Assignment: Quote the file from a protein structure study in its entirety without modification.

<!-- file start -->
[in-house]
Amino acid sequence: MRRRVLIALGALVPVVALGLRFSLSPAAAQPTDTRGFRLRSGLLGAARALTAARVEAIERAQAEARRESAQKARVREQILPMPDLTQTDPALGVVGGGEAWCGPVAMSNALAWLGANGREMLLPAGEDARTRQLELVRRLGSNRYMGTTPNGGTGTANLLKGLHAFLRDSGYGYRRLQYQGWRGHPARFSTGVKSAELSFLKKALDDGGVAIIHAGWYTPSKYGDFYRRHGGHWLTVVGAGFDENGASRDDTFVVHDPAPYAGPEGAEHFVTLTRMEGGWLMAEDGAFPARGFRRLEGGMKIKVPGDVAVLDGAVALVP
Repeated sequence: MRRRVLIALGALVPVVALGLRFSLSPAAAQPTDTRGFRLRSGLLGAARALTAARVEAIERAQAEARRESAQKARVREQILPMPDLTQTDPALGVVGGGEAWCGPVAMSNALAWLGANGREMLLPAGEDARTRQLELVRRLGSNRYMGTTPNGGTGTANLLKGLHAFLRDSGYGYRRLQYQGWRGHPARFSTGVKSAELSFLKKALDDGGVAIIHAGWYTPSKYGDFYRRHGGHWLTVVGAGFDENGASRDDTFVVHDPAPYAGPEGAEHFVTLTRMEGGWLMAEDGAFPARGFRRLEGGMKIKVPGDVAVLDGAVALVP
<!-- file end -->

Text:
[in-house]
Amino acid sequence: MRRRVLIALGALVPVVALGLRFSLSPAAAQPTDTRGFRLRSGLLGAARALTAARVEAIERAQAEARRESAQKARVREQILPMPDLTQTDPALGVVGGGEAWCGPVAMSNALAWLGANGREMLLPAGEDARTRQLELVRRLGSNRYMGTTPNGGTGTANLLKGLHAFLRDSGYGYRRLQYQGWRGHPARFSTGVKSAELSFLKKALDDGGVAIIHAGWYTPSKYGDFYRRHGGHWLTVVGAGFDENGASRDDTFVVHDPAPYAGPEGAEHFVTLTRMEGGWLMAEDGAFPARGFRRLEGGMKIKVPGDVAVLDGAVALVP
Repeated sequence: MRRRVLIALGALVPVVALGLRFSLSPAAAQPTDTRGFRLRSGLLGAARALTAARVEAIERAQAEARRESAQKARVREQILPMPDLTQTDPALGVVGGGEAWCGPVAMSNALAWLGANGREMLLPAGEDARTRQLELVRRLGSNRYMGTTPNGGTGTANLLKGLHAFLRDSGYGYRRLQYQGWRGHPARFSTGVKSAELSFLKKALDDGGVAIIHAGWYTPSKYGDFYRRHGGHWLTVVGAGFDENGASRDDTFVVHDPAPYAGPEGAEHFVTLTRMEGGWLMAEDGAFPARGFRRLEGGMKIKVPGDVAVLDGAVALVP